During the call, James told the unit he was at the McDonald’s, and said he was ‘seeing his face all over the news,’ the law-enforcement source told the News.
An operator asked James for a number they could call him back on – to which he replied he didn’t know it, because the phone was new. He then said that his battery was about to die, and told the operator he would be charging the phone at the fast food eaters or somewhere close by, the source said.
James was then spotted again, according to 18-year-old Salim Brisbane, who said a friend saw the suspect leave the McDonald’s to get a beer at a nearby bar.
‘We heard he came to McDonald’s and then went and got a beer afterwards. Our friend saw him,’ Brisbane told the paper. ‘What the actual f–k?’
Cops, now on high alert, quickly mobilized to the area, but were still, somehow, unable to track James down.
James is shown 15 minutes after the attack, leaving the subway after committing the attack
At 1:42 pm, however, cops were able to finally put James in bracelets while the suspect walked casually along St. Marks place, just a couple of blocks from the McDonald’s, only after a New Jersey security camera company worker recognized the suspect and flagged down a passing police vehicle.
James was then walked from the local police precinct, where he was pictured by a flood of photographers and press.
Following the arrest, Mayor Adams – who promised to crack down on rampant crime in the city’s subway system after being sworn into office in January – touted the efforts of the city’s police department while James was on the run, while omitting the fact that the suspect had turned himself in.
‘He fired 33 shots,’ the mayor wrote. ‘But less than 30 hours later, thanks to the NYPD, federal and state partners, first responders and every day New Yorkers, we got him.
Frank James is shown entering the subway in Brooklyn on Tuesday morning before the attack. He was held without bond
‘We brought the Sunset Park subway shooter to justice. Keeping our city safe is at the heart of our administration. Always.’
Some 24 hours after his arrest, James was arraigned in federal court in the Eastern District of New York in Brooklyn Thursday afternoon, where he was represented by public defenders and said nothing as the judge addressed him, other than answering ‘yes’.
When asked if he’d seen the complaint against him, James responded: ‘Yes I have.’
Public defenders asked for a psychiatric evaluation to be carried out in custody. They also asked for magnesium tablets for James, who suffers ‘leg cramps’.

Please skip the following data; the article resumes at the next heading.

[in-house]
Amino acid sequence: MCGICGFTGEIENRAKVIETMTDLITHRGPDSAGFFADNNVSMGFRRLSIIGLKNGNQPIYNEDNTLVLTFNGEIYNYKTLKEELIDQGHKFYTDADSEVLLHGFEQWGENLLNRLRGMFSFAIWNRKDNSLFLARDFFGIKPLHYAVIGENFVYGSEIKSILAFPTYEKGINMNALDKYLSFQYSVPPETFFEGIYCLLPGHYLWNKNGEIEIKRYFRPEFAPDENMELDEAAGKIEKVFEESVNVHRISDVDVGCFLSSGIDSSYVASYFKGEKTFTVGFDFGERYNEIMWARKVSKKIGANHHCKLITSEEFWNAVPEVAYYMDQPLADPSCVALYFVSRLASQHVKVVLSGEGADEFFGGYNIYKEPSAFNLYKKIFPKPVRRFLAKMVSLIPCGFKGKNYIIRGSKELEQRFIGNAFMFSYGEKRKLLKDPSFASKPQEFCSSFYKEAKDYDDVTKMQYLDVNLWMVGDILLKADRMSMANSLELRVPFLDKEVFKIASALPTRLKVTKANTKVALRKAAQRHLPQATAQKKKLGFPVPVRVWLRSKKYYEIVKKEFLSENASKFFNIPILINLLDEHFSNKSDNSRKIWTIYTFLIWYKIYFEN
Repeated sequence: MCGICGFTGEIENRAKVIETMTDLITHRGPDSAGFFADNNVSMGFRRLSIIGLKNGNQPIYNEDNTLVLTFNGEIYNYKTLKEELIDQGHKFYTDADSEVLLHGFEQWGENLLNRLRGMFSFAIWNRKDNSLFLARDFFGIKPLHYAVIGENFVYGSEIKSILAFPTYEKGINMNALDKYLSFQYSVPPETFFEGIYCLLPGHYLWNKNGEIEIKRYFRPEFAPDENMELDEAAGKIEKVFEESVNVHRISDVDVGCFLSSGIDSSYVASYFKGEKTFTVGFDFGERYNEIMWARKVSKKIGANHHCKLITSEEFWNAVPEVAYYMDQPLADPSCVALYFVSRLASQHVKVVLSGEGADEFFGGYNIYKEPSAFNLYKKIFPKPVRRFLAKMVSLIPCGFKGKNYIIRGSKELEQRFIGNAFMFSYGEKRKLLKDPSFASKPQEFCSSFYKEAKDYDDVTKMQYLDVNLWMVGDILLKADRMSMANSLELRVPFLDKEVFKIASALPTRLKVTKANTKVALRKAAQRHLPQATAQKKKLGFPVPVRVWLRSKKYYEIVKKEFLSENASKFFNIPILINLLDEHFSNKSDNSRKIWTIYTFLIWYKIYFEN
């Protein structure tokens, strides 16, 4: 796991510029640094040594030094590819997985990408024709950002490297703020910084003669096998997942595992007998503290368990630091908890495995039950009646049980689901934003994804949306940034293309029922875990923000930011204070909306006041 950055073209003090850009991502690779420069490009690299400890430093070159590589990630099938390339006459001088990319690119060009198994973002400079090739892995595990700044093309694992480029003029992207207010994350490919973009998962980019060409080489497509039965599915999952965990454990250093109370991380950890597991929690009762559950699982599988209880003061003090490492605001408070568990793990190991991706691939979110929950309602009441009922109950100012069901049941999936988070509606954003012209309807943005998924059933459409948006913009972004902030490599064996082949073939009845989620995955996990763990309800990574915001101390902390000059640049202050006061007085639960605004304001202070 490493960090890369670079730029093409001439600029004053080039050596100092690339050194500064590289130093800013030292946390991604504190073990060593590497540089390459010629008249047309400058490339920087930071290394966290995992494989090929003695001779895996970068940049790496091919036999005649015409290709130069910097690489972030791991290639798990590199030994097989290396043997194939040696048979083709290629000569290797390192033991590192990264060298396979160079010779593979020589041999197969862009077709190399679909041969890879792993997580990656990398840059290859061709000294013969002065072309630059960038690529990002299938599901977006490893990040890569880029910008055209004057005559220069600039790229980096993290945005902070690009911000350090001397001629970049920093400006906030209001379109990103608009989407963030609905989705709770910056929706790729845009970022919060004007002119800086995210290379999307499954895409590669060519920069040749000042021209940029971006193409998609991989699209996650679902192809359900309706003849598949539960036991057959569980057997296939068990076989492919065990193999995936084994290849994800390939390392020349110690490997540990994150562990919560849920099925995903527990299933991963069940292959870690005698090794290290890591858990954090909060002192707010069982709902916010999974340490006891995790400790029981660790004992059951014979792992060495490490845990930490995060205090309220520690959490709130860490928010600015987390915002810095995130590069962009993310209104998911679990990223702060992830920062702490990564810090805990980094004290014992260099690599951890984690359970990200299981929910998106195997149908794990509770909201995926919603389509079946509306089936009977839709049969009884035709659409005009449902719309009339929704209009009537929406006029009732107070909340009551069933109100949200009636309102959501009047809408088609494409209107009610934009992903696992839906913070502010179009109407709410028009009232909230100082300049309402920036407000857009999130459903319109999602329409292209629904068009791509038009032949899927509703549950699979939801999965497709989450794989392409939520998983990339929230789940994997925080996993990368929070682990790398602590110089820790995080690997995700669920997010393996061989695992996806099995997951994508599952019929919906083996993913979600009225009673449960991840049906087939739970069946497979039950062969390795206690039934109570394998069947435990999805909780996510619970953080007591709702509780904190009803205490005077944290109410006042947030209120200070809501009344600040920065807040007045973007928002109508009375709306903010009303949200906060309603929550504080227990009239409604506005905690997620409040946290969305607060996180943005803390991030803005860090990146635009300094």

He said he understood the charges against him. James waived his right to a preliminary hearing. He was held without bond.
Prosecutor Sara Winik told the court: ‘The defendant terrifyingly opened fire on passengers on a crowded subway train, interrupting their commute in a way that has not been seen for 20 years.
‘This was premeditated, carefully planned and it caused terror among our entire city.’
In court documents filed on Thursday, prosecutors detailed how more ammunition was found in James’ rented Philadelphia apartment, including an extended round magazine that was fit for a semi-automatic rifle. No such firearm has been found yet in connection with the suspect.
The morning of the attack, James was filmed by traffic cameras entering Brooklyn via the Verrazano Narrows Bridge in a rented U-Haul van at 4:11 a.m.
TUESDAY, 4 AM: James is shown driving into New York from Philadelphia at 4.11am on Tuesday, the morning of the attack, in the U-Haul. A key to the U-Haul was found along with the gun registered to his name inside the subway station after the attack. Police found a tank of propane gas in the vehicle on Tuesday afternoon
Further video showed the suspect ditching the U-Haul at Kings Highway, near where the shooting took place, at 6:12 am, clad in the orange vest and yellow hardhat he wore during the attack.
The footage shows James carrying two bags, which authorities say contained commercial grade fireworks, a gasoline-filled container, a torch, and a Glock 17 pistol.
Subway surveillance footage then shows James boarding a Manhattan-bound N train, where he traveled eight stops before engaging in the attack.
His 9mm handgun was found at the 36th Street subway station on Tuesday, after the attack, along with spent shell casings, fireworks, and a key to his U-Haul.
Police have also searched a storage unit in Philadelphia, where he was keeping more ammunition, a torch and a gun silencer.
James’ motive in the attack remains unknown. He is currently being held without bail pending a police investigation.